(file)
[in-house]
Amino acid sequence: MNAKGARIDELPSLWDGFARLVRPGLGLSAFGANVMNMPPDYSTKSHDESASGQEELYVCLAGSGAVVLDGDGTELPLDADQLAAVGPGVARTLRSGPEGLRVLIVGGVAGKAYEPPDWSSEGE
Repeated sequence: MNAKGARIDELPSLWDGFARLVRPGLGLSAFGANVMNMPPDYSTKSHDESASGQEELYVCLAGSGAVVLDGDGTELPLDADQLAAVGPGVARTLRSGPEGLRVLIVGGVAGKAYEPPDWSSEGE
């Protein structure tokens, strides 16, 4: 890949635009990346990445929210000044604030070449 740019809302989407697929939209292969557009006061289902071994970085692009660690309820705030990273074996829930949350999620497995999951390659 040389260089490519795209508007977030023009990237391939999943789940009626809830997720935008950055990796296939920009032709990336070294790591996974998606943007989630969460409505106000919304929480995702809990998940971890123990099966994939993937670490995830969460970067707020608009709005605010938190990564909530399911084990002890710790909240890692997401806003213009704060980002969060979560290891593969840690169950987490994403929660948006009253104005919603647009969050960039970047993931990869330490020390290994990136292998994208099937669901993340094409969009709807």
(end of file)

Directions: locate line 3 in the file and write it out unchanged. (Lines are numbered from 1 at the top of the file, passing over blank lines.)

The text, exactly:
Repeated sequence: MNAKGARIDELPSLWDGFARLVRPGLGLSAFGANVMNMPPDYSTKSHDESASGQEELYVCLAGSGAVVLDGDGTELPLDADQLAAVGPGVARTLRSGPEGLRVLIVGGVAGKAYEPPDWSSEGE